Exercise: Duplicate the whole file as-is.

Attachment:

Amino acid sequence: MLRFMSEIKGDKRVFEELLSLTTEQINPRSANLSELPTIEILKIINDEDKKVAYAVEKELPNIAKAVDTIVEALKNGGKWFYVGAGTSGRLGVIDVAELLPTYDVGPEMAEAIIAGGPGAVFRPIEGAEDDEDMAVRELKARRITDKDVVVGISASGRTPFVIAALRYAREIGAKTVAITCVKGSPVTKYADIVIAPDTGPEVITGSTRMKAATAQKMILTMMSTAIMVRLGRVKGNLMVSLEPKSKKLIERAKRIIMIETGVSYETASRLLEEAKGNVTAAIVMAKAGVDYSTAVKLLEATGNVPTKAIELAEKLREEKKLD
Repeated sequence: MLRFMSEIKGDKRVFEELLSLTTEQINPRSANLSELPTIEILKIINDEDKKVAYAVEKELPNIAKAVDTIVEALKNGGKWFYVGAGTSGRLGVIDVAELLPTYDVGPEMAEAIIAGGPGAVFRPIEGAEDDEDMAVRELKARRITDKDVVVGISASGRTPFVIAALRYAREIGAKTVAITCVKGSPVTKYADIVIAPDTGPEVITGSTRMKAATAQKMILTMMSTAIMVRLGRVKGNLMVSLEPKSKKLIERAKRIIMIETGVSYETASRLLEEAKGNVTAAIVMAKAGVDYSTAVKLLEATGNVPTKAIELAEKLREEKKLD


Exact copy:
Amino acid sequence: MLRFMSEIKGDKRVFEELLSLTTEQINPRSANLSELPTIEILKIINDEDKKVAYAVEKELPNIAKAVDTIVEALKNGGKWFYVGAGTSGRLGVIDVAELLPTYDVGPEMAEAIIAGGPGAVFRPIEGAEDDEDMAVRELKARRITDKDVVVGISASGRTPFVIAALRYAREIGAKTVAITCVKGSPVTKYADIVIAPDTGPEVITGSTRMKAATAQKMILTMMSTAIMVRLGRVKGNLMVSLEPKSKKLIERAKRIIMIETGVSYETASRLLEEAKGNVTAAIVMAKAGVDYSTAVKLLEATGNVPTKAIELAEKLREEKKLD
Repeated sequence: MLRFMSEIKGDKRVFEELLSLTTEQINPRSANLSELPTIEILKIINDEDKKVAYAVEKELPNIAKAVDTIVEALKNGGKWFYVGAGTSGRLGVIDVAELLPTYDVGPEMAEAIIAGGPGAVFRPIEGAEDDEDMAVRELKARRITDKDVVVGISASGRTPFVIAALRYAREIGAKTVAITCVKGSPVTKYADIVIAPDTGPEVITGSTRMKAATAQKMILTMMSTAIMVRLGRVKGNLMVSLEPKSKKLIERAKRIIMIETGVSYETASRLLEEAKGNVTAAIVMAKAGVDYSTAVKLLEATGNVPTKAIELAEKLREEKKLD